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The tension in the line between A and B

  1. Nov 5, 2007 #1
    1. The problem statement, all variables and given/known data
    THREE IDENTICAL BLOCKS (A,B AND C) ARE BEING PULLED BY AN IDEAL STRING BY A HORIZONTAL FORCE F( PULLES THEM TO THE RIGHT). IT THE TENSION BETWEEN BLOCK B AND C IS T=3N, mass of each block= 0.4 kg ,I DONT KNOW HOW TO UPLOAD A PICTURE BUT THE BLOCKS ARE IN THE ORDER OF
    A B C pUllED BY F IN THIS DIRECTION >


    2. Relevant equations

    A) FIND THE FORCE F
    B) FIND THE TENSION BETWEEN BLOCK A AND B


    3. The attempt at a solution

    I TRIED F=MASS OF C* acc. + tension but i got a wrong answer
    and for part b idont hav a clue plz guide me!!!
     
    Last edited: Nov 5, 2007
  2. jcsd
  3. Nov 5, 2007 #2

    Astronuc

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    Staff: Mentor

    Are the blocks moving at constant velocity, i.e. the acceleration is zero, or are they accelerating? What is the coefficient of friction?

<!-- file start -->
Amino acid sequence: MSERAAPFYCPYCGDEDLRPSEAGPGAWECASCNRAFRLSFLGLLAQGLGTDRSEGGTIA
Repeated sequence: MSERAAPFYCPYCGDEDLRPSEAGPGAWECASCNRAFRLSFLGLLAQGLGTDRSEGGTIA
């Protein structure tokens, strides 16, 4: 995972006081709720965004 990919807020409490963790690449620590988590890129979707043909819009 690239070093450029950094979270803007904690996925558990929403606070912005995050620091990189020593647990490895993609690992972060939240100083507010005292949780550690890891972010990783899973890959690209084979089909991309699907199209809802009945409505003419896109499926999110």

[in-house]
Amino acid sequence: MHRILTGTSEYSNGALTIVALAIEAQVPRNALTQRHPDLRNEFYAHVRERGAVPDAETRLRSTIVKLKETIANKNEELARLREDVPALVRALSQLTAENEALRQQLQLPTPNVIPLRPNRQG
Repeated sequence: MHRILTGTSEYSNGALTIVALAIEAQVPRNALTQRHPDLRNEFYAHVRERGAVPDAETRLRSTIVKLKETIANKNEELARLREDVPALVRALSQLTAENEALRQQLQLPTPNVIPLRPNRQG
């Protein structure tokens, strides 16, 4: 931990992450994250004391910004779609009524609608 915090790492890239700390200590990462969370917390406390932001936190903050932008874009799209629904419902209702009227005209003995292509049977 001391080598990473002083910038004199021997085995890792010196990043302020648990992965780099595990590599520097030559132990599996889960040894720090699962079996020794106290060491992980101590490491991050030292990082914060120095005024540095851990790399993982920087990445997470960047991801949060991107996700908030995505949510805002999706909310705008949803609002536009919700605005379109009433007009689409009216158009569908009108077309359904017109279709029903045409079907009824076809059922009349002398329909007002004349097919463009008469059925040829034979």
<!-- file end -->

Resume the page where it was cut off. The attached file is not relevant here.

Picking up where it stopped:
The tension in the line between A and B will be one half of that in B and C, the then tension in the line attached to C must be 1.5 times that between B and C.

    The friction force on each of A, B and C is [itex]\mu[/itex] mg, where m is the mass of A which is also the masses of B and C, and the friction force must = tension between A and B if the blocks are not accelerating.
     
  4. Nov 5, 2007 #3
    thanks for ur responce

    there is no friction

    the blocks are at rest but when the force pulls them they starts to move
    any thing else??
     
  5. Nov 5, 2007 #4

    Astronuc

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    Staff: Mentor

    Ah, OK, then we can assume that the blocks are accelerating.

    So the tension between B and C is related strictly to the resistance to motion of blocks A and B. The tension, 3 N, is due to the masses of A and B (0.4 + 0.4 kg) resisting the acceleration a. Now to find the acceleration, take the tension 3 N and divide by the masses of A and B.

    The tension between A and B is still half that of the string between B and C, since the tension there is only due to the acceleration of mass A.

    Then the tension or force pulling C must be mass (A+B+C)*a or the sum of the tensions between AB and BC.
     
  6. Nov 5, 2007 #5
    thnx man
     
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